The Travel Industry and the Effects of Covid-19
Our Insolvency Practitioners Report that Urgent Support is Needed from the Government
In this article our insolvency practitioners turn their attention to how the travel industry in the UK is being affected by Covid-9. The UK travel industry is facing a crisis of unprecedented scale, which is causing severe financial difficulties for hundreds of travel businesses – many of which were healthy and profitable until a few weeks ago – and many thousands of their customers. This could lead to many failures in the sector, causing ABTA to call for urgent support for the industry from Government.
We look into ABTA’s call in more detail in this article and Simon Parker from our London office summarises some of the key issues currently being faced by travel companies.
The Package Travel Regulations – the 14 Day Refund Requirement – is Causing Huge Pressure on Cashflow
The most pressing issue facing the industry right now is that under the Package Travel Regulations (“PTR”), Travel Companies must refund customers within 14 days of their holiday being cancelled. Most if not all other European countries have temporarily abandoned this requirement citing the exceptional circumstances and telling the customer to accept a voucher instead.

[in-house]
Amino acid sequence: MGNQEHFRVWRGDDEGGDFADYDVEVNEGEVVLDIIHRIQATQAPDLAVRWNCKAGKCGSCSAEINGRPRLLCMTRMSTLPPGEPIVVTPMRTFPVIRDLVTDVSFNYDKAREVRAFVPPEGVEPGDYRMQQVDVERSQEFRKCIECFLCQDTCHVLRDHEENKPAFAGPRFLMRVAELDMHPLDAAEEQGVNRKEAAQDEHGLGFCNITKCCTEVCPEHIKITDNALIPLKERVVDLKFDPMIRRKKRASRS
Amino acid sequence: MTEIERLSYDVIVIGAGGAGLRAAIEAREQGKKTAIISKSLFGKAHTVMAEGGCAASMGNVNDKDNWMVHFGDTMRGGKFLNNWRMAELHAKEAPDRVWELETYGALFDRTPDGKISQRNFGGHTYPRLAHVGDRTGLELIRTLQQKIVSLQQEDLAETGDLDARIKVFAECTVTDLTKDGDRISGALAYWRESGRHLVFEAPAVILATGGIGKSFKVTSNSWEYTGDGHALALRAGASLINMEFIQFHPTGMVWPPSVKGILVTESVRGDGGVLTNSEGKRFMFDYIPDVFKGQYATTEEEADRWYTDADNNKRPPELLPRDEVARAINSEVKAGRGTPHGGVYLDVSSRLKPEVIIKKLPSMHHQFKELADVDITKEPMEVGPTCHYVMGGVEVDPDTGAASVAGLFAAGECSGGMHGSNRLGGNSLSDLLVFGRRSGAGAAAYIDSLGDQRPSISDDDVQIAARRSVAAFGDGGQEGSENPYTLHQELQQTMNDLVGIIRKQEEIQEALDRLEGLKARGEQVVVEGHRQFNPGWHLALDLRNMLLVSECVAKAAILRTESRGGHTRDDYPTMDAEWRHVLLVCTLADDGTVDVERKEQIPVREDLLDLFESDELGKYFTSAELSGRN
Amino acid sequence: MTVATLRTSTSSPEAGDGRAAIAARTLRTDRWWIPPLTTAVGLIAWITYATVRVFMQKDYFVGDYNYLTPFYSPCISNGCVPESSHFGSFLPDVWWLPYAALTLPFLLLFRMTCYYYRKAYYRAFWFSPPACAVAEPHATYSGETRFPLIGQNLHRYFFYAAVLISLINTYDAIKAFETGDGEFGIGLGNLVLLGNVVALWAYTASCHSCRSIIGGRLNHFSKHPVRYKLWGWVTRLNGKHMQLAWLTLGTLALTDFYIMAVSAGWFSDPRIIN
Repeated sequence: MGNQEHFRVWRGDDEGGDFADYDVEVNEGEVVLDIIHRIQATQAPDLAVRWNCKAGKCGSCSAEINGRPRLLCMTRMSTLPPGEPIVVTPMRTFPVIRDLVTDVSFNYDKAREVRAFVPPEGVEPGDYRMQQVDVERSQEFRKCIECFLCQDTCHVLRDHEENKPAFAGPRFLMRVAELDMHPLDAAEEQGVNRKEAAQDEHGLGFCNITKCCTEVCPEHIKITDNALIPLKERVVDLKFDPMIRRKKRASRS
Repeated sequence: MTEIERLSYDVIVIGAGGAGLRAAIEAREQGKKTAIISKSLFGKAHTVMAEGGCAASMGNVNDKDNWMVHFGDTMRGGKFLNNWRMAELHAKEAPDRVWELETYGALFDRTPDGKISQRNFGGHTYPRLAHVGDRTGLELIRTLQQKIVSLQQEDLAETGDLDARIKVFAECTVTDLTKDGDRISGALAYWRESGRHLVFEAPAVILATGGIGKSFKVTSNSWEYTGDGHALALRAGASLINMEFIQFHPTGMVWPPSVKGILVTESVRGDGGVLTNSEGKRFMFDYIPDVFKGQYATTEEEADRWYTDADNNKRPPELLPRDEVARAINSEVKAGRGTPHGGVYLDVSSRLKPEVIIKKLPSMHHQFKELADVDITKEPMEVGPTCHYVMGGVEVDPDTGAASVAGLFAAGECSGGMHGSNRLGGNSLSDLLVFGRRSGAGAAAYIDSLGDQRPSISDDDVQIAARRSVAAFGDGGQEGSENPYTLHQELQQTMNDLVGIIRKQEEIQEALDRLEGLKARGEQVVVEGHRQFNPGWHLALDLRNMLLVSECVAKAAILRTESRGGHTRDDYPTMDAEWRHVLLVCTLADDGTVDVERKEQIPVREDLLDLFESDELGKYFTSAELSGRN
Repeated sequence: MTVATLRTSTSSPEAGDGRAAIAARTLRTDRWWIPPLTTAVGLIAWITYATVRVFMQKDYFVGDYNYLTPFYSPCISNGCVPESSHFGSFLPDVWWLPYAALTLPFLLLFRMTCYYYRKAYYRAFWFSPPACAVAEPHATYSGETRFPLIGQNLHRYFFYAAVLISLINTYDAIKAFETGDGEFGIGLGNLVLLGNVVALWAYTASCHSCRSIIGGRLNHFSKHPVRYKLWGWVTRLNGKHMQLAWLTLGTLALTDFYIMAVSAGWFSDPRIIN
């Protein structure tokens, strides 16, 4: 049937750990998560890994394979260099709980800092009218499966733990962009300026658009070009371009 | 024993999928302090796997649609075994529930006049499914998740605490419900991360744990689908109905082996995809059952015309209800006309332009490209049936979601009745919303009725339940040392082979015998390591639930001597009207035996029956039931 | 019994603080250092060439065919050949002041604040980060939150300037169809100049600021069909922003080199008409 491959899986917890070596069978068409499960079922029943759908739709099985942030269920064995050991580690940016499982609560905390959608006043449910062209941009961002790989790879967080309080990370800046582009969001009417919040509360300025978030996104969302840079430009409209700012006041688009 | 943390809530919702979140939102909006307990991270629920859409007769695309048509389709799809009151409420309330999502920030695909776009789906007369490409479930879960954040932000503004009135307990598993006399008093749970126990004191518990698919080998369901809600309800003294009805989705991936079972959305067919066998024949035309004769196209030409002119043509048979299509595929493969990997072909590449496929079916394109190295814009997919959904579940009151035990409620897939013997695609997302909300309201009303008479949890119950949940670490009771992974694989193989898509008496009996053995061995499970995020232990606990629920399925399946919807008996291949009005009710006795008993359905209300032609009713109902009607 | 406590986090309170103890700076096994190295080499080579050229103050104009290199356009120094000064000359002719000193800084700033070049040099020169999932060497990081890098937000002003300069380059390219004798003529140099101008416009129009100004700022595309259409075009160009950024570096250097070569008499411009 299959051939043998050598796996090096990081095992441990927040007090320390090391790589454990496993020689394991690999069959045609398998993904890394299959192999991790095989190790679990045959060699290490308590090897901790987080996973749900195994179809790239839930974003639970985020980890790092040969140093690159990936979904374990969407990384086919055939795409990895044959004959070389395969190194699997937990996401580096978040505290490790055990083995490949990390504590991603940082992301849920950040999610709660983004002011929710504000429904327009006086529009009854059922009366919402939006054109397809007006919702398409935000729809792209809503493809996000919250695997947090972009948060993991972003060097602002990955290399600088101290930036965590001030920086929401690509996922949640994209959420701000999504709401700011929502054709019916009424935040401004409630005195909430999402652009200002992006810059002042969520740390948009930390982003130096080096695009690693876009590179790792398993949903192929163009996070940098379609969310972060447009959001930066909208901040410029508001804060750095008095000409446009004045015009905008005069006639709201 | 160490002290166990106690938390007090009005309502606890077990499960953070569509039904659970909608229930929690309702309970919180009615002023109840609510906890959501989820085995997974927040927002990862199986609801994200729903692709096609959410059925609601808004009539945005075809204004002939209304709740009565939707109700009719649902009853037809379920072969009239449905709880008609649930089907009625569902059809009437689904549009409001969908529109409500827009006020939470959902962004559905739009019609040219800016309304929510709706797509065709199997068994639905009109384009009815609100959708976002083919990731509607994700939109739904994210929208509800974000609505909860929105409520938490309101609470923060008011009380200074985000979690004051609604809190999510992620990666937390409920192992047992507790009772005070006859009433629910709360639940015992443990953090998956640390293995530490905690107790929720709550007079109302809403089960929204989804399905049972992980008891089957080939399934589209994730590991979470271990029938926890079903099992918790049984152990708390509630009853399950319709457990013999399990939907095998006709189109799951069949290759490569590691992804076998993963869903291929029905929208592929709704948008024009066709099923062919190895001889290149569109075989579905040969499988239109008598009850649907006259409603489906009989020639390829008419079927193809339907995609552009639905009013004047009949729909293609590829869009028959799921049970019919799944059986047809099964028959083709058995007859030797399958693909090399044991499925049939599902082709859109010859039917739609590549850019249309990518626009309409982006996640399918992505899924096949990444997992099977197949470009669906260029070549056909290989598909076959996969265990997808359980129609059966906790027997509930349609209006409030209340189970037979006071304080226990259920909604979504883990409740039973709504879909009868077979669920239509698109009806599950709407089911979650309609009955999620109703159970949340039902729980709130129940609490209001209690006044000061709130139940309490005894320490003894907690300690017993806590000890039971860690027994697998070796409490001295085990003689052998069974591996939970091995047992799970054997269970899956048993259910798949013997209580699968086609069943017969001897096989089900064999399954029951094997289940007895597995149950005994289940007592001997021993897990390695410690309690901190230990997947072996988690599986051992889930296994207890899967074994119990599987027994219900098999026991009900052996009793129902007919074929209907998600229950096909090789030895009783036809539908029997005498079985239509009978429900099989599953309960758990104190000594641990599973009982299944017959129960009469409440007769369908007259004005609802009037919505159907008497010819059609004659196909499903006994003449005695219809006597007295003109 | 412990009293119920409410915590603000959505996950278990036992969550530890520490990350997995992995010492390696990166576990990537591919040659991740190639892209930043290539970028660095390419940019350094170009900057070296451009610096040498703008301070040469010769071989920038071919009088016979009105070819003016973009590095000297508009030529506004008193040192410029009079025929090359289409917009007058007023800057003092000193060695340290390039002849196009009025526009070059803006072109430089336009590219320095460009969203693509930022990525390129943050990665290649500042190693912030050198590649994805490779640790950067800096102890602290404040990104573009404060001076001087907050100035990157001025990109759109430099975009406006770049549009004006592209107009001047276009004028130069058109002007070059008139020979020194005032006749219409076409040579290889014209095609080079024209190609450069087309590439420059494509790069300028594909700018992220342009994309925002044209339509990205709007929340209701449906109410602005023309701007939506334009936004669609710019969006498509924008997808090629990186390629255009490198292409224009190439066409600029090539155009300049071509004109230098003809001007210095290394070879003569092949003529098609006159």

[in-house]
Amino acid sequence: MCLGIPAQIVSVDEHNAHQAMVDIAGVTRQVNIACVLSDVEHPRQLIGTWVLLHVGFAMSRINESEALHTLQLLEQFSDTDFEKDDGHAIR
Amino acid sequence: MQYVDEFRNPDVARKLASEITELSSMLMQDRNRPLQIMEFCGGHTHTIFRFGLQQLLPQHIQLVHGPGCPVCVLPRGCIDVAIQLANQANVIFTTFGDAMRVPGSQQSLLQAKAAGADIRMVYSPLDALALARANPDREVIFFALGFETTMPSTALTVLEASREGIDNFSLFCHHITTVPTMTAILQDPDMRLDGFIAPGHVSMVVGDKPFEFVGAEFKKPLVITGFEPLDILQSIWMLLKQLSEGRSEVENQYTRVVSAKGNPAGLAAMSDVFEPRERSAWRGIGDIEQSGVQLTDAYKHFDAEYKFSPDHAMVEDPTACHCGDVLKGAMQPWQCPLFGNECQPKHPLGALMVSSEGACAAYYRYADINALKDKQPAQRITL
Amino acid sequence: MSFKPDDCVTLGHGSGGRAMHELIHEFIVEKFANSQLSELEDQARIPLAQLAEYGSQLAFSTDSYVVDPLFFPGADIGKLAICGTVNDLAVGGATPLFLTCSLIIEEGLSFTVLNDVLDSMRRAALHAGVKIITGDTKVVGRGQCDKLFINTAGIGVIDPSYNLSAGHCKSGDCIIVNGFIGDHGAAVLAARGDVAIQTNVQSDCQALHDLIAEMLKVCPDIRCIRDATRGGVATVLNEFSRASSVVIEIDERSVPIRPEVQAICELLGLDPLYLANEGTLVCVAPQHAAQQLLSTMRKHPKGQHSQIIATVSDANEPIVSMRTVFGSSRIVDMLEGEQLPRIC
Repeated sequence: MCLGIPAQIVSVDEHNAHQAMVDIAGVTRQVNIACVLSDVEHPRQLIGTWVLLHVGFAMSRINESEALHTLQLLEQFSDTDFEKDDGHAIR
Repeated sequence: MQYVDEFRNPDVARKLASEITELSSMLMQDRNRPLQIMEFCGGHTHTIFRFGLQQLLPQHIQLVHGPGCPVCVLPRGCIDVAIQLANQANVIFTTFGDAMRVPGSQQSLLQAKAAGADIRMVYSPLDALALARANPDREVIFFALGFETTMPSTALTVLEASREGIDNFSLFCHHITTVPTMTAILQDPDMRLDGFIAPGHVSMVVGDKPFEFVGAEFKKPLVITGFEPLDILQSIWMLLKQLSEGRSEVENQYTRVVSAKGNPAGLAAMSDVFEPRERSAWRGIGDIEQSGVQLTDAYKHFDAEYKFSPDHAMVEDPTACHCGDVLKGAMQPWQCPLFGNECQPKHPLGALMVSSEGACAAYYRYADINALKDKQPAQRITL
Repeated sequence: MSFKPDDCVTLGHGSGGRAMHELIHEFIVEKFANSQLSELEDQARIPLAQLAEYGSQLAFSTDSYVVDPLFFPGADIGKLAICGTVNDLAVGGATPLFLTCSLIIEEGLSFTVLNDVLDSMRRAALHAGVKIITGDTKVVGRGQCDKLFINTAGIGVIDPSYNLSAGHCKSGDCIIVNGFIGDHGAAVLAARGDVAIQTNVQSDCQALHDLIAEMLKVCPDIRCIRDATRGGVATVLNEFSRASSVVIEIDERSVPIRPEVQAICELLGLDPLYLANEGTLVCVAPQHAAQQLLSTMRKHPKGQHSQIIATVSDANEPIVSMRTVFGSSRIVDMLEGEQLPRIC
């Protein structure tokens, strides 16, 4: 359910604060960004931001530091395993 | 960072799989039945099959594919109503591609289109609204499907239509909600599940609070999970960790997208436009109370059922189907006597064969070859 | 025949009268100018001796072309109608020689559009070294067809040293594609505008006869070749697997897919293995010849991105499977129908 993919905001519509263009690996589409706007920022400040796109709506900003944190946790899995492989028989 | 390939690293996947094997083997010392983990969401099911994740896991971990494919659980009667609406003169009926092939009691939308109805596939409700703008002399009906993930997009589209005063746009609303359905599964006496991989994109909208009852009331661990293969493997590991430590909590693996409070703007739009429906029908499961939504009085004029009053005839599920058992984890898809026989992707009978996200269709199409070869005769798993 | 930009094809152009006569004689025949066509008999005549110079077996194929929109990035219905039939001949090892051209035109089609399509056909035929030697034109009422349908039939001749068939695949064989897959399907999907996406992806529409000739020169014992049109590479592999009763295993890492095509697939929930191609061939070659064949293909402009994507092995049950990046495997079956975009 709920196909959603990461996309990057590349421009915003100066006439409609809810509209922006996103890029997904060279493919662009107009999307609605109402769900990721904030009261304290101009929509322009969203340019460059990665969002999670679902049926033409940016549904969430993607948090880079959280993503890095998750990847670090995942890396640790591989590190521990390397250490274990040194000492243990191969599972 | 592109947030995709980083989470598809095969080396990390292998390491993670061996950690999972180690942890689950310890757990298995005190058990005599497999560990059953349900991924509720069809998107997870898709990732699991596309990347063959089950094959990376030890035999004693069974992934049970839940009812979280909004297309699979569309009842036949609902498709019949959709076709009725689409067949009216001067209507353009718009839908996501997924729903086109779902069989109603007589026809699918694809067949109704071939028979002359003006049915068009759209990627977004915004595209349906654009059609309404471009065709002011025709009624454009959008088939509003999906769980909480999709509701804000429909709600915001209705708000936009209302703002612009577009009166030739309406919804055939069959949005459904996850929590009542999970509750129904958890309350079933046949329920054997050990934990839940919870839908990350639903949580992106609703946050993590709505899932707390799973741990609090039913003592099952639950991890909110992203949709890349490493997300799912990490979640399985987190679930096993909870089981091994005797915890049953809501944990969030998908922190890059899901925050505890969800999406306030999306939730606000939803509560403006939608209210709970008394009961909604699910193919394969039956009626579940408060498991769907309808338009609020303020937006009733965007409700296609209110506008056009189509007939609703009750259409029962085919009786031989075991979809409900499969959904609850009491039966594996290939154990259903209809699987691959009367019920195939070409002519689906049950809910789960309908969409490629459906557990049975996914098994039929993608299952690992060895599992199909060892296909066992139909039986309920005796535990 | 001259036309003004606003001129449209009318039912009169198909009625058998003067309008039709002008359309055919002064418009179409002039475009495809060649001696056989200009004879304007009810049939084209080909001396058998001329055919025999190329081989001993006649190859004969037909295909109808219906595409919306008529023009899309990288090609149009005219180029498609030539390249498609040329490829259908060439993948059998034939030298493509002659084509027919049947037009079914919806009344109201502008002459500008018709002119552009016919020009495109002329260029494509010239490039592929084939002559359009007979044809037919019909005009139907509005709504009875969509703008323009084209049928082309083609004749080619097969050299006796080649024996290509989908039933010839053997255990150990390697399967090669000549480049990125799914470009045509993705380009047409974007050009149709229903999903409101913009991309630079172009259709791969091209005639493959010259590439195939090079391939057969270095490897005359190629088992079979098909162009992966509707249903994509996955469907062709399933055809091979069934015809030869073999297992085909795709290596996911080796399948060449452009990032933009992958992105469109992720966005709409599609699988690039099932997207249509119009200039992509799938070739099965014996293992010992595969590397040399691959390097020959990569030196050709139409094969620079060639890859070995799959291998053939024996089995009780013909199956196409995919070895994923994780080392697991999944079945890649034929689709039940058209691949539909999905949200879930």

In most cases, UK Travel Companies will have already paid the airlines and hotels for cancelled travel. The airlines and hotels are not refunding the Travel Companies, so the 14-day refund requirement is putting huge pressure on cash flow. We see this as the most pressing problem for Travel Companies right now.
ABTA has Called on the Government to Abandon the 14-day Refund Requirement
On 16th March ABTA called on the Government to abandon the 14-day requirement, and made several other key requests as part of its Save Future Travel campaign, including:
- That tour operators should not be responsible for providing refunds if these costs are not covered by the suppliers (e.g. the hotel or airline). Where those suppliers cannot or will not refund, there needs to be an emergency government consumer hardship fund to fulfil refund payments.
- That the 14-day window in the Regulations for refund payments should be removed.
- That refund credits should be allowed as an acceptable alternative to cash refunds, with all protections carried forward as part of the refund credit.
- Urgent action to enable the provision to all sizes of business of loans that the Chancellor and Bank of England recently announced, with the access mechanisms for these loans made clear.